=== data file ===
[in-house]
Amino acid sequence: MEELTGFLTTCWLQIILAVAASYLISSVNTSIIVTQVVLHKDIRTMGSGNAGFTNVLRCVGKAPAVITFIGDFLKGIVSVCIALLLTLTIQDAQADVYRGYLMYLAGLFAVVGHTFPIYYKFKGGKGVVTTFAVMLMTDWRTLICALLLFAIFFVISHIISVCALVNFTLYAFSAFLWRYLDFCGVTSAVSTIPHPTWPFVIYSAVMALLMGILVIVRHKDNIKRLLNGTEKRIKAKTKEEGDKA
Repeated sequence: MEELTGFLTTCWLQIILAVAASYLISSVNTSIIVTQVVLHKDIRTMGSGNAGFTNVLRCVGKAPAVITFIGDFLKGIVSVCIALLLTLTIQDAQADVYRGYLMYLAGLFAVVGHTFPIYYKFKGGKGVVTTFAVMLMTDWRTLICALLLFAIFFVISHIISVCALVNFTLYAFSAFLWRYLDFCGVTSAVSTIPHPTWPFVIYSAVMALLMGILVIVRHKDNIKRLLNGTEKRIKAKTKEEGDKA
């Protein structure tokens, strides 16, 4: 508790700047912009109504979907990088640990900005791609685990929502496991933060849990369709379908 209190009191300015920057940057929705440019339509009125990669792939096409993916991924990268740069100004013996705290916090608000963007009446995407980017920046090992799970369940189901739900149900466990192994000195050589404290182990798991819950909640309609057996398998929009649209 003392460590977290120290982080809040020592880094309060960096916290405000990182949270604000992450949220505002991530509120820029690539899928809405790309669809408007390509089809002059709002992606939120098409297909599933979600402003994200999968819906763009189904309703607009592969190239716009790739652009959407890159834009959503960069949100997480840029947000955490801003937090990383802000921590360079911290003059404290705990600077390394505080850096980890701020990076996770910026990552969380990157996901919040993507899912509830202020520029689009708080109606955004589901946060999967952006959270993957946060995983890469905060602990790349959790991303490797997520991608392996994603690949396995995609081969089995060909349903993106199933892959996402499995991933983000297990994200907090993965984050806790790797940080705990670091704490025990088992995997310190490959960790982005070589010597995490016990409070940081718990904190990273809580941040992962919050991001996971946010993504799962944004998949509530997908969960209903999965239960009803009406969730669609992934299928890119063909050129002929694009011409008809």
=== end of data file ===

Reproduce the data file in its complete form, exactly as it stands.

[in-house]
Amino acid sequence: MEELTGFLTTCWLQIILAVAASYLISSVNTSIIVTQVVLHKDIRTMGSGNAGFTNVLRCVGKAPAVITFIGDFLKGIVSVCIALLLTLTIQDAQADVYRGYLMYLAGLFAVVGHTFPIYYKFKGGKGVVTTFAVMLMTDWRTLICALLLFAIFFVISHIISVCALVNFTLYAFSAFLWRYLDFCGVTSAVSTIPHPTWPFVIYSAVMALLMGILVIVRHKDNIKRLLNGTEKRIKAKTKEEGDKA
Repeated sequence: MEELTGFLTTCWLQIILAVAASYLISSVNTSIIVTQVVLHKDIRTMGSGNAGFTNVLRCVGKAPAVITFIGDFLKGIVSVCIALLLTLTIQDAQADVYRGYLMYLAGLFAVVGHTFPIYYKFKGGKGVVTTFAVMLMTDWRTLICALLLFAIFFVISHIISVCALVNFTLYAFSAFLWRYLDFCGVTSAVSTIPHPTWPFVIYSAVMALLMGILVIVRHKDNIKRLLNGTEKRIKAKTKEEGDKA
């Protein structure tokens, strides 16, 4: 508790700047912009109504979907990088640990900005791609685990929502496991933060849990369709379908 209190009191300015920057940057929705440019339509009125990669792939096409993916991924990268740069100004013996705290916090608000963007009446995407980017920046090992799970369940189901739900149900466990192994000195050589404290182990798991819950909640309609057996398998929009649209 003392460590977290120290982080809040020592880094309060960096916290405000990182949270604000992450949220505002991530509120820029690539899928809405790309669809408007390509089809002059709002992606939120098409297909599933979600402003994200999968819906763009189904309703607009592969190239716009790739652009959407890159834009959503960069949100997480840029947000955490801003937090990383802000921590360079911290003059404290705990600077390394505080850096980890701020990076996770910026990552969380990157996901919040993507899912509830202020520029689009708080109606955004589901946060999967952006959270993957946060995983890469905060602990790349959790991303490797997520991608392996994603690949396995995609081969089995060909349903993106199933892959996402499995991933983000297990994200907090993965984050806790790797940080705990670091704490025990088992995997310190490959960790982005070589010597995490016990409070940081718990904190990273809580941040992962919050991001996971946010993504799962944004998949509530997908969960209903999965239960009803009406969730669609992934299928890119063909050129002929694009011409008809």